AVONDALE — The DönerMen food truck was never meant to last forever.
But Chicago's cumbersome food truck scene became so intolerable after two years in business, owners of the German-Turkish mash-up accelerated their plans to put down roots.
"It just became kind of a nightmare," co-owner Shawn Podgurski said of operating the food truck. "And that really lit the fire underneath us to really get going."
DMen Tap opens Wednesday at 2849 W. Belmont Ave. in Avondale. Specializing in traditional Turkish döner kebabs and spicy currywurst, the newest iteration of DönerMen replaces Square Bar, which quietly closed in September.
Chicago's unusually restrictive food truck laws have limited the growth of the niche eateries since introduced in 2012, Podgurski said.
But until recently, there was a little slack granted when it came to rules limiting trucks to no more than two hours in one location and over 200 feet from any restaurant. That changed in recent months, and the city cracked down on violators, he said.
The DönerBox puts the spit-roasted meat and dressings on a bed of greens. [DNAinfo/Ariel Cheung]
"It became more of a grind, and it went from being a fun community to kind of competitive," Podgurski said. "They kept issuing licenses to more trucks, and there just isn't enough space."
Food truck owners would scout out places overnight, parking junker cars in coveted spots from which they could sell food the following day.
By August, the men of DönerMen were fed up and started scouting out locations for a brick-and-mortar restaurant. A few months later, a Cook County judge upheld Chicago's food truck ordinance, reinforcing their push to move on.
As young indie rockers, Podgurski and fellow bandmate Phil Naumann had "a lot of pipe dreams," but needed to regroup after getting married and having kids, Podgurski said. His love of cooking paired well with a friend's idea to open a European street food truck, and DönerMen was born.
The Dönermen food truck launched in 2014. [Provided/DönerMen]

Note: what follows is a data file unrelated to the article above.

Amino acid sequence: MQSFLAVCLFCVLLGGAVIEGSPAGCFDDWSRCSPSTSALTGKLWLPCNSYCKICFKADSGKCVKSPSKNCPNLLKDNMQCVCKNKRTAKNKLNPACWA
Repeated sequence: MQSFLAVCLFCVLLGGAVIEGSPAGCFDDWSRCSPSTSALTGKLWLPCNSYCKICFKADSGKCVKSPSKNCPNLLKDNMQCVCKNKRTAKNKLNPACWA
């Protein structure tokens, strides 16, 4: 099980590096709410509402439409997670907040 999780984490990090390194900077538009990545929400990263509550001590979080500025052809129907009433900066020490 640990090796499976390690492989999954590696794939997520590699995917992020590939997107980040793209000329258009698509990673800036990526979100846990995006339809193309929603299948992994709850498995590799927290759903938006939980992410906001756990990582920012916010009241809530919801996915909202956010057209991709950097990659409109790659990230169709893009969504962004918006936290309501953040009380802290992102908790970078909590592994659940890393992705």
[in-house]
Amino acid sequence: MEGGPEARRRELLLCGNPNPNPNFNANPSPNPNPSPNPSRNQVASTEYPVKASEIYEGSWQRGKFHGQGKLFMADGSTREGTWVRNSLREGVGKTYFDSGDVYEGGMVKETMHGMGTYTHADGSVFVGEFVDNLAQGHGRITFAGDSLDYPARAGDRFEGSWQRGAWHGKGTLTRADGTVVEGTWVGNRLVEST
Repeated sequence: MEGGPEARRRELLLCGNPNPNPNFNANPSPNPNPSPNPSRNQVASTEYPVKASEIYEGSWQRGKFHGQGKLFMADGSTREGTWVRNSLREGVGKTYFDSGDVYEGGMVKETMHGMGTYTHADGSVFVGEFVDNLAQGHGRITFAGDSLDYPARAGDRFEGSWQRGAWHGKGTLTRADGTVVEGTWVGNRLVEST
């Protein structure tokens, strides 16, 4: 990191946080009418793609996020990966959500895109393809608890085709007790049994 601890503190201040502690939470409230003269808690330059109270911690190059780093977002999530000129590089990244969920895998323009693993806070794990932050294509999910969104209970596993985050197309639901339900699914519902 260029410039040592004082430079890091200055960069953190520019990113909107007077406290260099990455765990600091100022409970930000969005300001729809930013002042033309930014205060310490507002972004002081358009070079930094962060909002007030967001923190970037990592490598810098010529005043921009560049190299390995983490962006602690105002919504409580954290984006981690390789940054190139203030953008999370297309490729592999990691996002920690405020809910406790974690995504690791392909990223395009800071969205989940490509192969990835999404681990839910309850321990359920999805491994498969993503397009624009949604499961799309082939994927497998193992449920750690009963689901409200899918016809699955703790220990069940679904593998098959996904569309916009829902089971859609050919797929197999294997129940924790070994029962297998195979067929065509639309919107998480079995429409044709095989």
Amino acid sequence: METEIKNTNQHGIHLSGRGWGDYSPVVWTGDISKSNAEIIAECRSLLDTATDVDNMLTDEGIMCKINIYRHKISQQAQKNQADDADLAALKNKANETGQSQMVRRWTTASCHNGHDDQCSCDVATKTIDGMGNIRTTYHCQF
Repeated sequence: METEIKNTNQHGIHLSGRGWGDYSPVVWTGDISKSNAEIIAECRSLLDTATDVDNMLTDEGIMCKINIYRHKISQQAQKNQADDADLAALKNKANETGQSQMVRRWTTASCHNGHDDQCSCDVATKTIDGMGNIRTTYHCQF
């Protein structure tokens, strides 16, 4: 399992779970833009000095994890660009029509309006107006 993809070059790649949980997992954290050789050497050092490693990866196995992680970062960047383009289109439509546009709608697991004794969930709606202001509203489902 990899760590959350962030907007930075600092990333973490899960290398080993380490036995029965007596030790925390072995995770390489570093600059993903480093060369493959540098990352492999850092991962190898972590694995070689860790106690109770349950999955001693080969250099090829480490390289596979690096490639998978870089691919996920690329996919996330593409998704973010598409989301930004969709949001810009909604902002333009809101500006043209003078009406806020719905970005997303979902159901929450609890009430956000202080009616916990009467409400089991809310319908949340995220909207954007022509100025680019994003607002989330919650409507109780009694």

Their menu is fairly simple, focusing largely on the German döner kebab wraps, made with spit-roasted chicken topped with red cabbage, lettuce, bok choy and shirazi salad. The DönerBox serves up the same, but on fresh greens instead of the yufka flat bread.
While touring Germany in search of the ultimate döner, Podgurski and Naumann fell hard for currywurst, as well. Theirs is served on crispy fries with one-third pound of pork and veal sausage and sweet, tangy DMen curry sauce.
Seasonal cocktails include a winter Old-Fashioned made with Clive May's Alabama Whiskey, orange bitters and cinnamon simple syrup ($10). Fans of the Southern sazerac can try an apple brandy version made with Bulleit rye whiskey, bitters and Kübler Swiss Absinthe ($12).
Other menu items include curry fries, a döner salad and poutine.
The new restaurant extends the food truck's rock-n-roll ethos, and a replica of the truck's hand-painted, science fiction doomsday scene is front and center at DMen Tap.
Customers order from a walk-up window akin to the food truck and grab a seat or a counter space, or order from the roomy bar that remains from Square Bar.
DMen Tap offers a range of beers and housemade cocktails. [DNAinfo/Ariel Cheung]
"There's something about this neighborhood. It has a good feel to it, and it reminds of of what Logan Square and Wicker Park were back in the '90s," Podgurski said.
The trio looked for locations near Logan Square, extending their search to Avondale and Humboldt Park. When they discovered Square Bar was vacant, it seemed like a perfect fit.
"Logan Square just happened too fast. You blinked your eye and there's just all these places," Podgurski said.
Avondale, on the other hand, gives them room to grow.
Customers order food from a window designed to look like the DönerMen food truck. [DNAinfo/Ariel Cheung]
The offbeat neighborhood — home to the similarly veined Kuma's Corner and Reed's Local — is a perfect fit for the owners of DönerMen, said Podgurski, who lives in Humboldt Park.
The bar will also look to collaborate with the nearby Bucket O' Blood record store on "deep cuts" and record releases and pair with other neighborhood businesses on a score of projects, Podgurski said.
"There's no reason this can't be a place where people come, take Uber and visit a bunch of different places to eat and drink," he said. "We want to be a park of making this strip (flourish)."
They will, however, bring the food truck back in the summer. The truck's offseason — following a December stint at Christkindlmarket — gives the team enough time to settle in on Belmont Avenue before returning to the food truck grind, Podgurski.
The restaurant is open from 4 p.m. to 2 a.m. weekdays, 11 a.m. to 3 a.m. Saturdays and 11 a.m. to 2 a.m. Sundays.